From nuclei to neutron stars: simple binding energy computer modelling in the classroom (Part 1): https://arxiv.org/abs/2007.06872
A. Pastore, A. M. Romero, C. Diget, A. Rios, K. Leech, P. Stokoe
We present a simple activity based on the liquid-drop model which allows secondary school students to explore the uses of mathematical models and gain an intuitive understanding of the concept of binding energy, and in particular the significance of positive binding energy. Using spreadsheets provided as Supplementary Material, students can perform simple manipulations on the different coefficients of the model to understand the role of each of its five terms. Students can use the spreadsheets to determine model parameters by optimising the agreement with real atomic mass data. %This will subsequently be used to predict the limit of existence of the Segré chart and to find the minimum mass of a neutron star. This activity can be used as the starting point of a discussion about theoretical models, their validation when it comes to describing experimental data and their predictive power towards unexplored regimes.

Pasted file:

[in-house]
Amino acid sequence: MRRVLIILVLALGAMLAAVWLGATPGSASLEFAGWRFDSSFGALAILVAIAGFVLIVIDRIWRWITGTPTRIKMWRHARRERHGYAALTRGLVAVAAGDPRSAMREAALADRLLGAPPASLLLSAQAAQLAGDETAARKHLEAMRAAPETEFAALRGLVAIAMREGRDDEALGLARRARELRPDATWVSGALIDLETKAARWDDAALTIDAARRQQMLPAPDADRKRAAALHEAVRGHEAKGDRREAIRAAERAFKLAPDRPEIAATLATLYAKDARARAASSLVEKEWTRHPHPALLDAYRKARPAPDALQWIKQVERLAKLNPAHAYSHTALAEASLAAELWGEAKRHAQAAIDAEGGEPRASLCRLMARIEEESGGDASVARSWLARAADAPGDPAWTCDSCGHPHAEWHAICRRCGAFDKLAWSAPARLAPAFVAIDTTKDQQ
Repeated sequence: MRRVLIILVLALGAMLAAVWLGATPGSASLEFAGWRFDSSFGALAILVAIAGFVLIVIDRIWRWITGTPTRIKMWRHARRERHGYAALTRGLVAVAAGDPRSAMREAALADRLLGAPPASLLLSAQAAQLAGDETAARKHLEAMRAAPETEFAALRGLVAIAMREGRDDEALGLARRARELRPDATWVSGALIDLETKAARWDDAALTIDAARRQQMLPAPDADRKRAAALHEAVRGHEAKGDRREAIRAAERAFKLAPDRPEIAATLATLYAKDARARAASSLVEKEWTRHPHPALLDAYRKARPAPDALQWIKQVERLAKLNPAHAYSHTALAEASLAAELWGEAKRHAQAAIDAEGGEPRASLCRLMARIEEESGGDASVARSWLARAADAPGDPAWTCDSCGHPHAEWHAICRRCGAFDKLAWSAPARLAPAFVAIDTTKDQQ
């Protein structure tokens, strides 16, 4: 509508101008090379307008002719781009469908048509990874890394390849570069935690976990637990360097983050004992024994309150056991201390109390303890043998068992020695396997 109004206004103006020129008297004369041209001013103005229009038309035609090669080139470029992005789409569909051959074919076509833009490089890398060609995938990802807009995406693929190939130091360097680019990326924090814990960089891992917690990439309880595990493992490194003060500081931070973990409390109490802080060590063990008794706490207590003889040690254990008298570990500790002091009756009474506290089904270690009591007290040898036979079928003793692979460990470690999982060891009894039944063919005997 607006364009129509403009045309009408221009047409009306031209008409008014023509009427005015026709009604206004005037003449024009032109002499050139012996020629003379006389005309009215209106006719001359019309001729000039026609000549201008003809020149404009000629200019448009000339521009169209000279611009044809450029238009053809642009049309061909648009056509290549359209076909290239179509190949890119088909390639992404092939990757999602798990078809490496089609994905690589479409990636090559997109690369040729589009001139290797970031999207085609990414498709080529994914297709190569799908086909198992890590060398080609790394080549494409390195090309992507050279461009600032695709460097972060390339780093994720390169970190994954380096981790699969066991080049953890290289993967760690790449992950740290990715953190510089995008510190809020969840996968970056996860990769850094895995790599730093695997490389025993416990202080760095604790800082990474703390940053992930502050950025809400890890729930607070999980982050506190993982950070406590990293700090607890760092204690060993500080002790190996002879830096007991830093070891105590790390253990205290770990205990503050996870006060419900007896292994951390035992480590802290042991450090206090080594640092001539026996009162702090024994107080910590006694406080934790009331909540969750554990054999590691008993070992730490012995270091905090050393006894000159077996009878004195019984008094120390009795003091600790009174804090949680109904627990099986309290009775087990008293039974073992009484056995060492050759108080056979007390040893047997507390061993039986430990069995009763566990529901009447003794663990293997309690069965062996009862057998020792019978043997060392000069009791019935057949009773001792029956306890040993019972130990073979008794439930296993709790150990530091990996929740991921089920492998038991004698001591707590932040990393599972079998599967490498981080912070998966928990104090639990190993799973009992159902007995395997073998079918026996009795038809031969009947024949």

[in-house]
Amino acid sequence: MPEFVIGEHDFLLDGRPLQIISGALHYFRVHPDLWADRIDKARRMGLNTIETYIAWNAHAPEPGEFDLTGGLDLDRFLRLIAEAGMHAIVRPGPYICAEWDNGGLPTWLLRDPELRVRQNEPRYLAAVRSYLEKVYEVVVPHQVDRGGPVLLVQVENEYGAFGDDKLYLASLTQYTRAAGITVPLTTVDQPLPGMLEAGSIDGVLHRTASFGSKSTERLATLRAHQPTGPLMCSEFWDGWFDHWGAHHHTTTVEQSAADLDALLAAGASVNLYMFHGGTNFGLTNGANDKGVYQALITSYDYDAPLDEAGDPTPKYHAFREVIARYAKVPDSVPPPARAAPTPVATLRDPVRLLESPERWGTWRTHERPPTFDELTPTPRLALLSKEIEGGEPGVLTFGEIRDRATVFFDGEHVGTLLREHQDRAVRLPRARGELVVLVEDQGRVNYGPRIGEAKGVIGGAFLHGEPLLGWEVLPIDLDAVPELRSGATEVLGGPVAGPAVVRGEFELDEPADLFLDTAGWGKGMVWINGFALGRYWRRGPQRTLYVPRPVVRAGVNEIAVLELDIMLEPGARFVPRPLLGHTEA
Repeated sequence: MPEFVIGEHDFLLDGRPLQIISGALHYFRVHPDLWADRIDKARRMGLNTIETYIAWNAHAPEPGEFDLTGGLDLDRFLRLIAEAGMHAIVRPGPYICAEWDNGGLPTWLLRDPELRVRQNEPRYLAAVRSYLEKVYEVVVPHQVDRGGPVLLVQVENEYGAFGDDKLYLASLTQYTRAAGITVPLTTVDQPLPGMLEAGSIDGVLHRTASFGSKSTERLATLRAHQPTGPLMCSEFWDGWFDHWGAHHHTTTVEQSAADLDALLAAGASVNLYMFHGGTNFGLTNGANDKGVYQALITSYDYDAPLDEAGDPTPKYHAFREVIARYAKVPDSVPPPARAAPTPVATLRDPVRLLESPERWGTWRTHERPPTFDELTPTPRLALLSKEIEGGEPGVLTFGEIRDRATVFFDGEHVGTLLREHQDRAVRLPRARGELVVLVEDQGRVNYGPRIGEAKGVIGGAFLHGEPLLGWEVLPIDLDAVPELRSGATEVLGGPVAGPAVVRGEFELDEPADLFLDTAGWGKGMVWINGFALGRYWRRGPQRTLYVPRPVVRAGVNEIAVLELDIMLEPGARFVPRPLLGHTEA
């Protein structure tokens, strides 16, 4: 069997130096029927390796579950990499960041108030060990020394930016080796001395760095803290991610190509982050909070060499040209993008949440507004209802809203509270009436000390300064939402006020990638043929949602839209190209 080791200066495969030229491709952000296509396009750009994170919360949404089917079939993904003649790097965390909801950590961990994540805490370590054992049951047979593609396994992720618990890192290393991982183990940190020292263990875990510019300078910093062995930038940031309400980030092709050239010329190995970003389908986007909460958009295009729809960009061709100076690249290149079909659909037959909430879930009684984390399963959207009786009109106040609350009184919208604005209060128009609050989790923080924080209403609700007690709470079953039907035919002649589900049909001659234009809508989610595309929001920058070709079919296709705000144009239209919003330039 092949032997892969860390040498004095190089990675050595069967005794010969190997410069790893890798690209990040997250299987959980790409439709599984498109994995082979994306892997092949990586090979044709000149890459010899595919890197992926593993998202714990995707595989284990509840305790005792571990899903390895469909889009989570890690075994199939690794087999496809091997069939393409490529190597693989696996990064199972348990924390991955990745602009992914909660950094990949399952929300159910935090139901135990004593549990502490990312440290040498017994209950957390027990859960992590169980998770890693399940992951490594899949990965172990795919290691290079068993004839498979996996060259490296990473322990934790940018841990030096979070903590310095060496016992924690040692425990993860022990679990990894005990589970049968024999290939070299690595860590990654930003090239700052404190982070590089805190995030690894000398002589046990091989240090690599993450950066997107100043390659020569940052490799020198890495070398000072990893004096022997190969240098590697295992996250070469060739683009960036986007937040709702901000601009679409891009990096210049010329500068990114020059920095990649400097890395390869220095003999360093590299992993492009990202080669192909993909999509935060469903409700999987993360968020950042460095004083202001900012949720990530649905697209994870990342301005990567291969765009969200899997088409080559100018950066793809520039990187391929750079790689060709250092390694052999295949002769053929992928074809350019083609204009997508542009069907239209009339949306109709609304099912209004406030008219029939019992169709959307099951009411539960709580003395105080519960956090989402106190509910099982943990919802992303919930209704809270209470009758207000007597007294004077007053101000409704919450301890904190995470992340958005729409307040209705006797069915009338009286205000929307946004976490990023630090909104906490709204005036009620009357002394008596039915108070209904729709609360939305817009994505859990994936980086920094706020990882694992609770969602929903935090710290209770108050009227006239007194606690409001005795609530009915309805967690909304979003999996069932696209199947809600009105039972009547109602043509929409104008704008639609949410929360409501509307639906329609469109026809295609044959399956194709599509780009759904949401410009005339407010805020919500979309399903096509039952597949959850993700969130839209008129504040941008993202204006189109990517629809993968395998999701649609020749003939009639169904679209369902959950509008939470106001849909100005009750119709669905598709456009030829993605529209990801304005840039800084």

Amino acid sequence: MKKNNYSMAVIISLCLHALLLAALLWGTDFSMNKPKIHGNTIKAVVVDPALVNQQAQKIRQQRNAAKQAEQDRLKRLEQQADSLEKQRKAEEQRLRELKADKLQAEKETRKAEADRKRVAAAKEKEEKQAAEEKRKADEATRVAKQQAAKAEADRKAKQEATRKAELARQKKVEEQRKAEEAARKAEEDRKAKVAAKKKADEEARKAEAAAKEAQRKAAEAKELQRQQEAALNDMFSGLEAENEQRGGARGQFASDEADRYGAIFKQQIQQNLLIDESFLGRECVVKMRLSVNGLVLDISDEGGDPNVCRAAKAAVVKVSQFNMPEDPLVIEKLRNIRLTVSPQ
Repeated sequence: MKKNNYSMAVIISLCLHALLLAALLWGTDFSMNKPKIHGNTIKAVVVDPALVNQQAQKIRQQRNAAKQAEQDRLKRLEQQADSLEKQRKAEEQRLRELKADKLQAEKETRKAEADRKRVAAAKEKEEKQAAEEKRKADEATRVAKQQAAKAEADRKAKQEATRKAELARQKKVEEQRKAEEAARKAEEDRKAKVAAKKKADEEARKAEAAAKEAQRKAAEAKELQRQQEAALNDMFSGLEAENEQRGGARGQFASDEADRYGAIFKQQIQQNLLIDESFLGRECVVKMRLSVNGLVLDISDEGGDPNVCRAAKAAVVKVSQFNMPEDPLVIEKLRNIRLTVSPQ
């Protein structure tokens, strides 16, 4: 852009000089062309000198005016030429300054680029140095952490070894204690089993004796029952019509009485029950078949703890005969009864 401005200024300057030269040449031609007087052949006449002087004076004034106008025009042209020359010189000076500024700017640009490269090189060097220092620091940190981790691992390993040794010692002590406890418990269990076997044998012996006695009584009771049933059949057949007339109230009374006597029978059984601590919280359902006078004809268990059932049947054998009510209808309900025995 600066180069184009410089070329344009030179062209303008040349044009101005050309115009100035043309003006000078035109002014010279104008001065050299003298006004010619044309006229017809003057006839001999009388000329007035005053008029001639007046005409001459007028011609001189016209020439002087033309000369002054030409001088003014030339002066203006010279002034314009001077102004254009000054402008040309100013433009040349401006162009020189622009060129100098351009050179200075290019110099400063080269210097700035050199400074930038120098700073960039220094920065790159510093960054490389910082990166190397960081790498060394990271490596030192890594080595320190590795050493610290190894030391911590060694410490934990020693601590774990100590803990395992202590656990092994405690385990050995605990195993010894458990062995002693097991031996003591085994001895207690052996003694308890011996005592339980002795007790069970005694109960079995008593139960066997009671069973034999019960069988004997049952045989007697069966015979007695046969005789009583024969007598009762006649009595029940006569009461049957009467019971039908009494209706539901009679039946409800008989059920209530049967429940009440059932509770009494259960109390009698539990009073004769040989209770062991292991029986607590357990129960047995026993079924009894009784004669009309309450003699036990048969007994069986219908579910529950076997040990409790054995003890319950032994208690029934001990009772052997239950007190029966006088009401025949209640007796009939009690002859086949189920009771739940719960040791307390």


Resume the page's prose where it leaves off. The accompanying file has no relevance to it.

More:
Comments: Published Physics Education 56 (3), 035012
From nuclei to neutron stars: simple binding energy computer modelling in the classroom (part 2): https://arxiv.org/abs/2104.12449
A. Rios, A. Pastore, C. Diget, A. M. Romero, K. Leech, P. Stokoe
We introduce two simple online activities to explore the physics of neutron stars. These provide an introduction to the basic properties of compact objects, like their masses and radii, for secondary school students. The first activity explores the idea of the minimum mass of a neutron star. It is directly linked to the concept of binding energy and follows on from our previous activities. The second activity focuses on the maximum mass of neutron stars using a solvable model of the neutron star interior. The activities are based on spreadsheets, provided as Supplementary Material, and can be easily adapted to different levels, age groups and discussion topics. In particular, these activities can naturally lead towards discussions on extrapolations and limits of theoretical models.
Comments: This submission is a follow-up of Part 1 in arXiv:2007.06872, published as A Pastore et al 2021 Phys. Educ. 56 035012 in this https URL. Worksheet attached in Excel file